Vacation in Hell

Flatbush Zombies enjoy a certain inviolability with their brand-new second studio LP 'Vacation in Hell'. Their status as New York's Boom-Bap-Renaissance was earlier created with diverse mixtapes and debut album"3001: A Laced Odyssey". For traditionalists, 'Vacation in Hell' is a new fresh wind in the field of sample beats, but also contemporary audiences and fans of quite different genres can find amusing zombies' psychedelic vibes.

"Vacation In Hell" is now less concept-bound, but musically the sound is more matured and more reflective than before. With the cold-bloodedness between GraveDiggaz and Boogie Down Productions and an eccentricity that more than once reminds of the Wu-Tang Clan, it shows again that the trio is more than just nostalgia.

As usual, there is a whole heap of pounding on rumbling drum-knocks, but in fact, it is neither conceptual approach nor pure spitting contest the show here. From the shiny, impulsive guitar sample, that opens "The Goddess" to the melodic elegance of "Trapped": The Flatbush Zombies create a lost, realistic Hood melancholy that looks like the next day to the psychedelic "Laced Odyssey".

Vocally, the trio keeps up well. Tracks like "U & I" feel more sophisticated and elaborate in their structure, while "The Glory" featuring Denzel Curry, proves an incredible sense of subtle tuning and soft tones.

Just obvious fat like "Pardon me, you're boring me, my rhymes is like some sorcery / Gravity holdin' me, gotta get my shit in order, B " is easy to find in tracks like "Chunky" and stands thanks to the reduced instrumentals also dominant in the foreground. Even if tracks like "Headstone", "M. Bison" or the Portugal. The Man feature "Crown" offers enough highlights to enrich the raw spits with musical ideas and variation, but here in the first half certain lengths are created.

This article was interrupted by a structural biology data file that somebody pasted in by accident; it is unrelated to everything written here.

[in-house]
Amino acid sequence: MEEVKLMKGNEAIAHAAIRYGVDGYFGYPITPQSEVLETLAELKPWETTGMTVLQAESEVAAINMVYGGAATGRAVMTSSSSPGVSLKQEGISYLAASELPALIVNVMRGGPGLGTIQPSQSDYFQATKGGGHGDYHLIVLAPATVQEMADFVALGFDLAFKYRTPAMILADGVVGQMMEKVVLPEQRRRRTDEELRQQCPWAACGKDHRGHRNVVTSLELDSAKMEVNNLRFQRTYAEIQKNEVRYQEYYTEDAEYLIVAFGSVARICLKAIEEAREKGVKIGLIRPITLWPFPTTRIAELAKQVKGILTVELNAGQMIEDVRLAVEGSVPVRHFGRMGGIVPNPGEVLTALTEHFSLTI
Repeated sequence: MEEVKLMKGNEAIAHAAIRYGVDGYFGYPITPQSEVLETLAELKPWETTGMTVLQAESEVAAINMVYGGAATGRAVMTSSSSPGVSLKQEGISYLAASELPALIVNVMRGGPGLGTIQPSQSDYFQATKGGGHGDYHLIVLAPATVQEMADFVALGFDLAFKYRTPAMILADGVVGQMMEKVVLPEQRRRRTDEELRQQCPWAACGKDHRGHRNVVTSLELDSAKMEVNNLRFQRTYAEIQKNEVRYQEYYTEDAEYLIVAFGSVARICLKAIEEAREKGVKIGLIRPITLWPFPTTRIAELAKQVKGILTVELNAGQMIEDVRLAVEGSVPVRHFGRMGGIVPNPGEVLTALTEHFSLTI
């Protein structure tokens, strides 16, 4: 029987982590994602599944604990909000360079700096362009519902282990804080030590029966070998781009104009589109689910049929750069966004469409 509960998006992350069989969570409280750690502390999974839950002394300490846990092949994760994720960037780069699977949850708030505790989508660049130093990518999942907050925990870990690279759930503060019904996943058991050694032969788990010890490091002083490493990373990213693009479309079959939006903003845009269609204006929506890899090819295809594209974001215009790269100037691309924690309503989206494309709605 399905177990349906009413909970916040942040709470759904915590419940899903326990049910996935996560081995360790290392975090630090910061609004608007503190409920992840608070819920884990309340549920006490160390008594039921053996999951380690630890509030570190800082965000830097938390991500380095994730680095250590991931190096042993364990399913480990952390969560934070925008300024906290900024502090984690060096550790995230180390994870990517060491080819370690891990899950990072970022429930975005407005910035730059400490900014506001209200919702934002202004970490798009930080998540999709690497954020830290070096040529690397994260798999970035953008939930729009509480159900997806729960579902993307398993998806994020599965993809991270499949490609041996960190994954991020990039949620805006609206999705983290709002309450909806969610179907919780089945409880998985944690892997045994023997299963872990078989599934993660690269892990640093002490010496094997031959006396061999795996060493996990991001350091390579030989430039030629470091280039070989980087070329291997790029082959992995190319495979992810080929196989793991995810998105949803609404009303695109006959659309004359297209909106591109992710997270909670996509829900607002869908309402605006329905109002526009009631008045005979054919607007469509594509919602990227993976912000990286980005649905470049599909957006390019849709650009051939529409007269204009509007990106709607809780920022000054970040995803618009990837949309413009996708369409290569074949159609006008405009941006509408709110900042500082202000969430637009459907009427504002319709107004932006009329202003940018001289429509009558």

Nevertheless, it is impressive that in the course of such a massive undertaking hardly fatigue phenomena arise. Slightly more melancholic than its predecessor, "Vacation In Hell" cemented the well-deserved status of Flatbush Zombies. They deliver an album full of New York Grim and Hood melancholy, impressive craftsmanship and a significantly expanded songwriting. Even though it does not quite match the density of "3001: A Laced Odyssey", this tape still sets a clear mark in current affairs with a clear vision and a bunch of successful moments.

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